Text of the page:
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Should Tweets Get You Fired?

By Vivian Kane | Twitter | August 17, 2016 |

By Vivian Kane | Twitter | August 17, 2016 |

As we (hopefully) draw to a close on the entire Kurt Metzger shit show of 2016 (not to be confused with the KMSS of 2013 or 2015), there’s one part of this whole ordeal that stands out as especially divisive, and that’s the decision, made by a bunch of Twitter users, to loop Metzger’s boss, Amy Schumer into the conversation.

As Courtney wrote earlier, Schumer reacted to the direct mentions by blocking those users. She came out today, though, with a very carefully worded response.

The immediate assumption here may be that she and/or Comedy Central let Metzger go. But that isn’t actually what Schumer said. Maybe it’s semantics, as he was seemingly promoted to producer last year. Maybe he had already left the show to do other things. But Schumer is his friend. And she wants us to stop dragging her into this.

When we talk about someone losing their job over tweets, it’s a complicated subject, because, well, there are a lot of garbage people out there, and if everyone who was an asshole online was fired for it, the majority of the American workforce would disappear overnight. (Also, as a side note, if you haven’t read the spectacular So You’ve Been Publicly Shamed, do so.)

But here’s where things get tricky. Because Schumer says “his words are not mine.” Except they actually are. This is not a normal job. Metzger is part of a team, writing words that represent Schumer, because that’s what happens when you star in a show with your name in the title: the content, and, by extension, the team behind that content, is inextricably tied to the perception of who you are as a person.

So when people question Amy Schumer’s choice to have Metzger write for her, it doesn’t mean he is being branded a generally and permanently unhireable human (officially). But maybe this specific show isn’t the best fit for him. This show, which is based on a very specific brand of brash, outspoken feminism in comedy. This show, which has taken on rape culture and perceptions of womanhood, all centered around a woman who has talked openly about her own experiences with nonconsensual sex. THIS IN PARTICULAR might not be the best fit for someone who has spent the last day yelling down women who are trying to live and work safely in the world.

What if (settle in, I’m talking to your imagination here) if it came out that a writer at Warner Bros, a writer who worked on Batman v. Superman and Suicide Squad, who was working on Wonder Woman, and all the rest for the foreseeable future, imagine if she woke up one day and started throwing up long, screamy, antagonistic Twitter rants about how dumb DC Comics were. She makes it known that she thinks DC could fix all their problems if they just put Iron Man in their movies, or a couple of X-Men, and no matter how many fans pipe in to tell her that while sure, Iron Man is great, that’s not really a solution here, she simply tells us all we’re wrong. And she does so in a way that make it clear she hates us, and also hates and doesn’t understand DC comics.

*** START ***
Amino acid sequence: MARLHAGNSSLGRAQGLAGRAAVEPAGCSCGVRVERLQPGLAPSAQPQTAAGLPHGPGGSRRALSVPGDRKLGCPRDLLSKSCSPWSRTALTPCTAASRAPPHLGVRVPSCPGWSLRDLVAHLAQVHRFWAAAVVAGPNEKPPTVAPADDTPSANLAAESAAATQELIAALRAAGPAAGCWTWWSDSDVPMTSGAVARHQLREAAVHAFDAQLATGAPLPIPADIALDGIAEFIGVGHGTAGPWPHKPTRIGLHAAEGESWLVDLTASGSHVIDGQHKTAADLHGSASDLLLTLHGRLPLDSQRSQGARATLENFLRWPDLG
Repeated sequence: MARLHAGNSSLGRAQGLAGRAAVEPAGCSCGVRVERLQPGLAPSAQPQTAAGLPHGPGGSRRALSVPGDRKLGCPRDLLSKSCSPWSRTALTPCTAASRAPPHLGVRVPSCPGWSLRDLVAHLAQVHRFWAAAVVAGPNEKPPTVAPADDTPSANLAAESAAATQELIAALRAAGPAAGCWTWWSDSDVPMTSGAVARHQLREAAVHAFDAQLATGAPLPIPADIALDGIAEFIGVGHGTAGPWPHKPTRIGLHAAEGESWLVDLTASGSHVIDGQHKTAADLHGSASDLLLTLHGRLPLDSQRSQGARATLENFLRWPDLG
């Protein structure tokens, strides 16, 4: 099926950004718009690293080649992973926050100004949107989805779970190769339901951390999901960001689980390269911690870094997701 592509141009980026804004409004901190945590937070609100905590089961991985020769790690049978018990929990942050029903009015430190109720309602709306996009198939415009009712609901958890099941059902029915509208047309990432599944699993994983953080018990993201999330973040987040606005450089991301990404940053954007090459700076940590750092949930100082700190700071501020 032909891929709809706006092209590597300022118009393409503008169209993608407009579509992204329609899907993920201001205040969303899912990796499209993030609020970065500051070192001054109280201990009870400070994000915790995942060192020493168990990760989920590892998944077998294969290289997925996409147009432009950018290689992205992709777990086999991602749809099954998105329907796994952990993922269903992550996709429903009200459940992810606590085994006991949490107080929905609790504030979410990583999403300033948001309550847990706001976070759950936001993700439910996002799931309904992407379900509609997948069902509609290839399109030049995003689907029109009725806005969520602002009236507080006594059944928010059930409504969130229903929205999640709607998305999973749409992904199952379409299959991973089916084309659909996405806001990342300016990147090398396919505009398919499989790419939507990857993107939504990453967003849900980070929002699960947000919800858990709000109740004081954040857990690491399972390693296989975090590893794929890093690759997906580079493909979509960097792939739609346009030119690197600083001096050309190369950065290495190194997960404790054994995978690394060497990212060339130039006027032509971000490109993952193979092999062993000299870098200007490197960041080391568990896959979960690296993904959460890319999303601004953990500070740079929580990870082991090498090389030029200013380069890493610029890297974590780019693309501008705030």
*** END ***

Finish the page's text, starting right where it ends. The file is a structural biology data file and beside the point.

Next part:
Wouldn’t DC fans be within their rights to speak out online, and question why that person had that job? If a person working on a piece of beloved entertainment turned out to have a deep-seated loathing for its subject matter, and THEY CHOSE to make that loathing known, would we really feel Warner Bros. wouldn’t be making the right (or at least an understandable) choice in removing them form that job?

If your company hired a social media manager, and then that person started ranting loudly about how all communication should be done in person because that’s the most effective way to get your thoughts across, started saying anyone who chose to communicate via Twitter or Facebook or Snapchat was communicating wrong and stupidly because WHY NOT JUST TELL PEOPLE YOUR THOUGHTS IN PERSON?— that person would be swiftly removed, and for good reason. They’re not a good fit for their specific job. And neither is Kurt Metzger.

We don’t don’t have to agree with everything Metzger says, but this week he made it clear that he has a whole lot of hostility towards women, and towards women in the comedy industry, in particular. I’m not saying he should never be hired anywhere, or be banned from all clubs. (I may think that, but for the purposes of this conversation, I’m not calling for that). But Inside Amy Schumer is a deeply feminist show. And Metzger just rage-vomited all over women who were just trying to make sure they didn’t have to share stage time with a rapist, and then vomited again all over everyone who dared question him.

So hollering at Amy Schumer to ask why she was continuing to let such an antagonistic, mean, misogynistic piece of garbage write words for her feminist-branded show— that seems perfectly reasonable.

(And as a bonus, no one was arrested! Because, you know, that’s the only thing here that would have been a violation of that “free speech” thing I didn’t want to otherwise dignify by way of response.)

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